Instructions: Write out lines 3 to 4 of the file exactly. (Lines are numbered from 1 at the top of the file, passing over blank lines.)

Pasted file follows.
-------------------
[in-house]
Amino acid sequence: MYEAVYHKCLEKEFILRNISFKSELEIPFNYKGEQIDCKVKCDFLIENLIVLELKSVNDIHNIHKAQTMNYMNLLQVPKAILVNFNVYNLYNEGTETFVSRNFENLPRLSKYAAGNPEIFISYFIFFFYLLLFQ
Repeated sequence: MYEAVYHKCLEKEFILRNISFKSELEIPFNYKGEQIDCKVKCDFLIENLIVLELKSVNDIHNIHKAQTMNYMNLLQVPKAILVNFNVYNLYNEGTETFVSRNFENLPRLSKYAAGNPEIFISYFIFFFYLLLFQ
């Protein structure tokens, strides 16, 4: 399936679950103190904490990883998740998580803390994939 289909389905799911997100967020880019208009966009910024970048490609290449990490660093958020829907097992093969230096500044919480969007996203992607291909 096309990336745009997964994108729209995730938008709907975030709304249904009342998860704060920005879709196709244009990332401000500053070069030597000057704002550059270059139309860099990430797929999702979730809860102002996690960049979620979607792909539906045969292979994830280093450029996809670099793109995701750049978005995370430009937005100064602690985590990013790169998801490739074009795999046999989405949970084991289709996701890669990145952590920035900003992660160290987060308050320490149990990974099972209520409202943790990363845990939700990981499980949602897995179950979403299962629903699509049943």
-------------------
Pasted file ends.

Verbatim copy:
Repeated sequence: MYEAVYHKCLEKEFILRNISFKSELEIPFNYKGEQIDCKVKCDFLIENLIVLELKSVNDIHNIHKAQTMNYMNLLQVPKAILVNFNVYNLYNEGTETFVSRNFENLPRLSKYAAGNPEIFISYFIFFFYLLLFQ
């Protein structure tokens, strides 16, 4: 399936679950103190904490990883998740998580803390994939 289909389905799911997100967020880019208009966009910024970048490609290449990490660093958020829907097992093969230096500044919480969007996203992607291909 096309990336745009997964994108729209995730938008709907975030709304249904009342998860704060920005879709196709244009990332401000500053070069030597000057704002550059270059139309860099990430797929999702979730809860102002996690960049979620979607792909539906045969292979994830280093450029996809670099793109995701750049978005995370430009937005100064602690985590990013790169998801490739074009795999046999989405949970084991289709996701890669990145952590920035900003992660160290987060308050320490149990990974099972209520409202943790990363845990939700990981499980949602897995179950979403299962629903699509049943």